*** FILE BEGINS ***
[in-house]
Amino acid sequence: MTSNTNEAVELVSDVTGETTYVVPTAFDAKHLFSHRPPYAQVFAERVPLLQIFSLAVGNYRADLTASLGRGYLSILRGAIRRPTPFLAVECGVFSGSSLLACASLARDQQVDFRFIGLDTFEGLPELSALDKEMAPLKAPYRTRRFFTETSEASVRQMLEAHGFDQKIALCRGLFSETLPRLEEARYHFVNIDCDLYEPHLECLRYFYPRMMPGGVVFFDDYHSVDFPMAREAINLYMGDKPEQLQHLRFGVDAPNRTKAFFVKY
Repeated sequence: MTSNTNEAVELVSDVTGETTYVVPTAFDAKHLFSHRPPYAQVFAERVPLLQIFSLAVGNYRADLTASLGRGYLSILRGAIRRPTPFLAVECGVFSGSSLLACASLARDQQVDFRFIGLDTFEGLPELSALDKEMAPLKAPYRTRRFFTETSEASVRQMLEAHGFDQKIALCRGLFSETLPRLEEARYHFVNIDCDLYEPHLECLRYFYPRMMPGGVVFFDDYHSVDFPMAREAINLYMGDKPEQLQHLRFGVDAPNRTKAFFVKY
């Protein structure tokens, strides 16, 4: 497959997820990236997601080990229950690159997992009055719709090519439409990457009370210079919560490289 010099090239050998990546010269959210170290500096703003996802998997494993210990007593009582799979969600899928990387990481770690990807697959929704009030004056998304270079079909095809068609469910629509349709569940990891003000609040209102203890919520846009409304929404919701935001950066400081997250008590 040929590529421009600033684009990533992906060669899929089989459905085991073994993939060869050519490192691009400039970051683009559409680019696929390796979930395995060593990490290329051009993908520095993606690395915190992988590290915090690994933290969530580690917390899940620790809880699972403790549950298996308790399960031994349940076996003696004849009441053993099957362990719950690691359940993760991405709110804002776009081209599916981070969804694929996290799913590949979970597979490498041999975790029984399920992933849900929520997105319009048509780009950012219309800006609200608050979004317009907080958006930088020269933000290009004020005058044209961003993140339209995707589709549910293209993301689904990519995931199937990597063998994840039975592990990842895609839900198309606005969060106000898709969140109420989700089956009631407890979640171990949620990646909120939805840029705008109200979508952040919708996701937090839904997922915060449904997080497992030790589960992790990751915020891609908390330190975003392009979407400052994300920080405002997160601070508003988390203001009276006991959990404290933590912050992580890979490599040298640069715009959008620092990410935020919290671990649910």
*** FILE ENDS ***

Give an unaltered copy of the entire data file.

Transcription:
[in-house]
Amino acid sequence: MTSNTNEAVELVSDVTGETTYVVPTAFDAKHLFSHRPPYAQVFAERVPLLQIFSLAVGNYRADLTASLGRGYLSILRGAIRRPTPFLAVECGVFSGSSLLACASLARDQQVDFRFIGLDTFEGLPELSALDKEMAPLKAPYRTRRFFTETSEASVRQMLEAHGFDQKIALCRGLFSETLPRLEEARYHFVNIDCDLYEPHLECLRYFYPRMMPGGVVFFDDYHSVDFPMAREAINLYMGDKPEQLQHLRFGVDAPNRTKAFFVKY
Repeated sequence: MTSNTNEAVELVSDVTGETTYVVPTAFDAKHLFSHRPPYAQVFAERVPLLQIFSLAVGNYRADLTASLGRGYLSILRGAIRRPTPFLAVECGVFSGSSLLACASLARDQQVDFRFIGLDTFEGLPELSALDKEMAPLKAPYRTRRFFTETSEASVRQMLEAHGFDQKIALCRGLFSETLPRLEEARYHFVNIDCDLYEPHLECLRYFYPRMMPGGVVFFDDYHSVDFPMAREAINLYMGDKPEQLQHLRFGVDAPNRTKAFFVKY
């Protein structure tokens, strides 16, 4: 497959997820990236997601080990229950690159997992009055719709090519439409990457009370210079919560490289 010099090239050998990546010269959210170290500096703003996802998997494993210990007593009582799979969600899928990387990481770690990807697959929704009030004056998304270079079909095809068609469910629509349709569940990891003000609040209102203890919520846009409304929404919701935001950066400081997250008590 040929590529421009600033684009990533992906060669899929089989459905085991073994993939060869050519490192691009400039970051683009559409680019696929390796979930395995060593990490290329051009993908520095993606690395915190992988590290915090690994933290969530580690917390899940620790809880699972403790549950298996308790399960031994349940076996003696004849009441053993099957362990719950690691359940993760991405709110804002776009081209599916981070969804694929996290799913590949979970597979490498041999975790029984399920992933849900929520997105319009048509780009950012219309800006609200608050979004317009907080958006930088020269933000290009004020005058044209961003993140339209995707589709549910293209993301689904990519995931199937990597063998994840039975592990990842895609839900198309606005969060106000898709969140109420989700089956009631407890979640171990949620990646909120939805840029705008109200979508952040919708996701937090839904997922915060449904997080497992030790589960992790990751915020891609908390330190975003392009979407400052994300920080405002997160601070508003988390203001009276006991959990404290933590912050992580890979490599040298640069715009959008620092990410935020919290671990649910």